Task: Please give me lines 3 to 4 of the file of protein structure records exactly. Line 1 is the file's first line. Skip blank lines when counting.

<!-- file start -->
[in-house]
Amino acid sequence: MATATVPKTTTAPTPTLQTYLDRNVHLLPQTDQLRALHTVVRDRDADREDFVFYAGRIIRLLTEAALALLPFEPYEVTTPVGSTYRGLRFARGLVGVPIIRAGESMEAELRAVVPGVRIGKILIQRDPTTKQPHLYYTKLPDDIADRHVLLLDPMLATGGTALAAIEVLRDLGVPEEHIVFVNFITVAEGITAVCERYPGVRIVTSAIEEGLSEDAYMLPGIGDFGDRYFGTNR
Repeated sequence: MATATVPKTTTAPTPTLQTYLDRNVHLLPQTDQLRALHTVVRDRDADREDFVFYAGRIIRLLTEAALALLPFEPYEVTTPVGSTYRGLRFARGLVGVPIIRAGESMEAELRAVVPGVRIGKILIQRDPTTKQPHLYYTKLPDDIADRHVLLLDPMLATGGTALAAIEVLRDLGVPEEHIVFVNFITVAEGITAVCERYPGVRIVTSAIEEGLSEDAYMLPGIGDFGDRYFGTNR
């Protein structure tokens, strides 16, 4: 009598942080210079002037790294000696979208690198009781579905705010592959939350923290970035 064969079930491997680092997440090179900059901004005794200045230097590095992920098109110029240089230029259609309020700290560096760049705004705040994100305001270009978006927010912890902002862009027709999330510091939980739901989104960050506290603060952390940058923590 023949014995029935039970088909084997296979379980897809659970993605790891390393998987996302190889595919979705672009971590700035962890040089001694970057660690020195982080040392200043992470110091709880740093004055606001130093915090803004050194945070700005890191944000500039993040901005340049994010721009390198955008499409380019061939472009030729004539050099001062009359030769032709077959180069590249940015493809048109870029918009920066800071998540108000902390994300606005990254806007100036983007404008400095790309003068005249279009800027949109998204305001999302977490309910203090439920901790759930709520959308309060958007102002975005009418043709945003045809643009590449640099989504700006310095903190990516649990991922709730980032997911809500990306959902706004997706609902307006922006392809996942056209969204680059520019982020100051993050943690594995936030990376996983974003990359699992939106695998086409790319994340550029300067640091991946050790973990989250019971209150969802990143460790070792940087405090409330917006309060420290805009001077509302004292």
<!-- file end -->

Repeated sequence: MATATVPKTTTAPTPTLQTYLDRNVHLLPQTDQLRALHTVVRDRDADREDFVFYAGRIIRLLTEAALALLPFEPYEVTTPVGSTYRGLRFARGLVGVPIIRAGESMEAELRAVVPGVRIGKILIQRDPTTKQPHLYYTKLPDDIADRHVLLLDPMLATGGTALAAIEVLRDLGVPEEHIVFVNFITVAEGITAVCERYPGVRIVTSAIEEGLSEDAYMLPGIGDFGDRYFGTNR
């Protein structure tokens, strides 16, 4: 009598942080210079002037790294000696979208690198009781579905705010592959939350923290970035 064969079930491997680092997440090179900059901004005794200045230097590095992920098109110029240089230029259609309020700290560096760049705004705040994100305001270009978006927010912890902002862009027709999330510091939980739901989104960050506290603060952390940058923590 023949014995029935039970088909084997296979379980897809659970993605790891390393998987996302190889595919979705672009971590700035962890040089001694970057660690020195982080040392200043992470110091709880740093004055606001130093915090803004050194945070700005890191944000500039993040901005340049994010721009390198955008499409380019061939472009030729004539050099001062009359030769032709077959180069590249940015493809048109870029918009920066800071998540108000902390994300606005990254806007100036983007404008400095790309003068005249279009800027949109998204305001999302977490309910203090439920901790759930709520959308309060958007102002975005009418043709945003045809643009590449640099989504700006310095903190990516649990991922709730980032997911809500990306959902706004997706609902307006922006392809996942056209969204680059520019982020100051993050943690594995936030990376996983974003990359699992939106695998086409790319994340550029300067640091991946050790973990989250019971209150969802990143460790070792940087405090409330917006309060420290805009001077509302004292």